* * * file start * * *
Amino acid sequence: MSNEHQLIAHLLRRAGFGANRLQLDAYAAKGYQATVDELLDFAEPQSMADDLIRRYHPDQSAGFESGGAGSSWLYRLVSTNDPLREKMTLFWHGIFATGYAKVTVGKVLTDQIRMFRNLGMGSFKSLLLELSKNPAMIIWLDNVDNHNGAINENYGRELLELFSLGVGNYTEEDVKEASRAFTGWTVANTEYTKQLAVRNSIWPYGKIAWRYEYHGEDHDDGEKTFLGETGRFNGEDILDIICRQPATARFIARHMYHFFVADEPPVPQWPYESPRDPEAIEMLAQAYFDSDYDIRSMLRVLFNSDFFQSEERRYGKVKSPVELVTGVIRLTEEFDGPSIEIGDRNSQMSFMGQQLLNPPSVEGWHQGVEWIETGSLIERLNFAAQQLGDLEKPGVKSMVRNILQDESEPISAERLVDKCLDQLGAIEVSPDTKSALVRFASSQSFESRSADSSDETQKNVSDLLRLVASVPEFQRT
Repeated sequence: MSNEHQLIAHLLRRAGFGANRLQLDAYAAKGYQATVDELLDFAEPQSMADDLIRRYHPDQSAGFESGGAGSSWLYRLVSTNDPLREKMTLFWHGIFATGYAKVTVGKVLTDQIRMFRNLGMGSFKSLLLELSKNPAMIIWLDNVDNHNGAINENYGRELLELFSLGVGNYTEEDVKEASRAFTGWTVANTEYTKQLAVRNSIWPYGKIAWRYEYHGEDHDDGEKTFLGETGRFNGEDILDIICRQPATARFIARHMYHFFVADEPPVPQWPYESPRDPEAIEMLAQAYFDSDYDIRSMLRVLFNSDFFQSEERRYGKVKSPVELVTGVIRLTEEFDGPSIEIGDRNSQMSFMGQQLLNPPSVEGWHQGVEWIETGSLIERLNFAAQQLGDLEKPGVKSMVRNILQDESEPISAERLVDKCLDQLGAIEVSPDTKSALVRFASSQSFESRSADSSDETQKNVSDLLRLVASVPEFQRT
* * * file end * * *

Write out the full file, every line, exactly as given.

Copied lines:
Amino acid sequence: MSNEHQLIAHLLRRAGFGANRLQLDAYAAKGYQATVDELLDFAEPQSMADDLIRRYHPDQSAGFESGGAGSSWLYRLVSTNDPLREKMTLFWHGIFATGYAKVTVGKVLTDQIRMFRNLGMGSFKSLLLELSKNPAMIIWLDNVDNHNGAINENYGRELLELFSLGVGNYTEEDVKEASRAFTGWTVANTEYTKQLAVRNSIWPYGKIAWRYEYHGEDHDDGEKTFLGETGRFNGEDILDIICRQPATARFIARHMYHFFVADEPPVPQWPYESPRDPEAIEMLAQAYFDSDYDIRSMLRVLFNSDFFQSEERRYGKVKSPVELVTGVIRLTEEFDGPSIEIGDRNSQMSFMGQQLLNPPSVEGWHQGVEWIETGSLIERLNFAAQQLGDLEKPGVKSMVRNILQDESEPISAERLVDKCLDQLGAIEVSPDTKSALVRFASSQSFESRSADSSDETQKNVSDLLRLVASVPEFQRT
Repeated sequence: MSNEHQLIAHLLRRAGFGANRLQLDAYAAKGYQATVDELLDFAEPQSMADDLIRRYHPDQSAGFESGGAGSSWLYRLVSTNDPLREKMTLFWHGIFATGYAKVTVGKVLTDQIRMFRNLGMGSFKSLLLELSKNPAMIIWLDNVDNHNGAINENYGRELLELFSLGVGNYTEEDVKEASRAFTGWTVANTEYTKQLAVRNSIWPYGKIAWRYEYHGEDHDDGEKTFLGETGRFNGEDILDIICRQPATARFIARHMYHFFVADEPPVPQWPYESPRDPEAIEMLAQAYFDSDYDIRSMLRVLFNSDFFQSEERRYGKVKSPVELVTGVIRLTEEFDGPSIEIGDRNSQMSFMGQQLLNPPSVEGWHQGVEWIETGSLIERLNFAAQQLGDLEKPGVKSMVRNILQDESEPISAERLVDKCLDQLGAIEVSPDTKSALVRFASSQSFESRSADSSDETQKNVSDLLRLVASVPEFQRT